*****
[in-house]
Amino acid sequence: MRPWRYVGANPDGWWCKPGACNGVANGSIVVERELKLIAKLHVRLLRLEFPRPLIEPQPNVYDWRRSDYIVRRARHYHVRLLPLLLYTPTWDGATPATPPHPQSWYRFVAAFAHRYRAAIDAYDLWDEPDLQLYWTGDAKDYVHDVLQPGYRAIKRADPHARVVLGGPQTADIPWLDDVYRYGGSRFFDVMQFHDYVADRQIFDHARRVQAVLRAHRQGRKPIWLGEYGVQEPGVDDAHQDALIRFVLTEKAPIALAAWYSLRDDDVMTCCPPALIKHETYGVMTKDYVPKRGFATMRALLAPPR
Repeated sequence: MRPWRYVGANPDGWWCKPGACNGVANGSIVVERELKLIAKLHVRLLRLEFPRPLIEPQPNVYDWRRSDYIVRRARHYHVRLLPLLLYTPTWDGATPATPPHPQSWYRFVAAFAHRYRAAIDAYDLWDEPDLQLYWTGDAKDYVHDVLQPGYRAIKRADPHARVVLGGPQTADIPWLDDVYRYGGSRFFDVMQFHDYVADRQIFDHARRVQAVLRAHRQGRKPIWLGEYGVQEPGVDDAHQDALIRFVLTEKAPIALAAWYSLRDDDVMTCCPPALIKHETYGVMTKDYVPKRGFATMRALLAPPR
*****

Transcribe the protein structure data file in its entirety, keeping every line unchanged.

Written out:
[in-house]
Amino acid sequence: MRPWRYVGANPDGWWCKPGACNGVANGSIVVERELKLIAKLHVRLLRLEFPRPLIEPQPNVYDWRRSDYIVRRARHYHVRLLPLLLYTPTWDGATPATPPHPQSWYRFVAAFAHRYRAAIDAYDLWDEPDLQLYWTGDAKDYVHDVLQPGYRAIKRADPHARVVLGGPQTADIPWLDDVYRYGGSRFFDVMQFHDYVADRQIFDHARRVQAVLRAHRQGRKPIWLGEYGVQEPGVDDAHQDALIRFVLTEKAPIALAAWYSLRDDDVMTCCPPALIKHETYGVMTKDYVPKRGFATMRALLAPPR
Repeated sequence: MRPWRYVGANPDGWWCKPGACNGVANGSIVVERELKLIAKLHVRLLRLEFPRPLIEPQPNVYDWRRSDYIVRRARHYHVRLLPLLLYTPTWDGATPATPPHPQSWYRFVAAFAHRYRAAIDAYDLWDEPDLQLYWTGDAKDYVHDVLQPGYRAIKRADPHARVVLGGPQTADIPWLDDVYRYGGSRFFDVMQFHDYVADRQIFDHARRVQAVLRAHRQGRKPIWLGEYGVQEPGVDDAHQDALIRFVLTEKAPIALAAWYSLRDDDVMTCCPPALIKHETYGVMTKDYVPKRGFATMRALLAPPR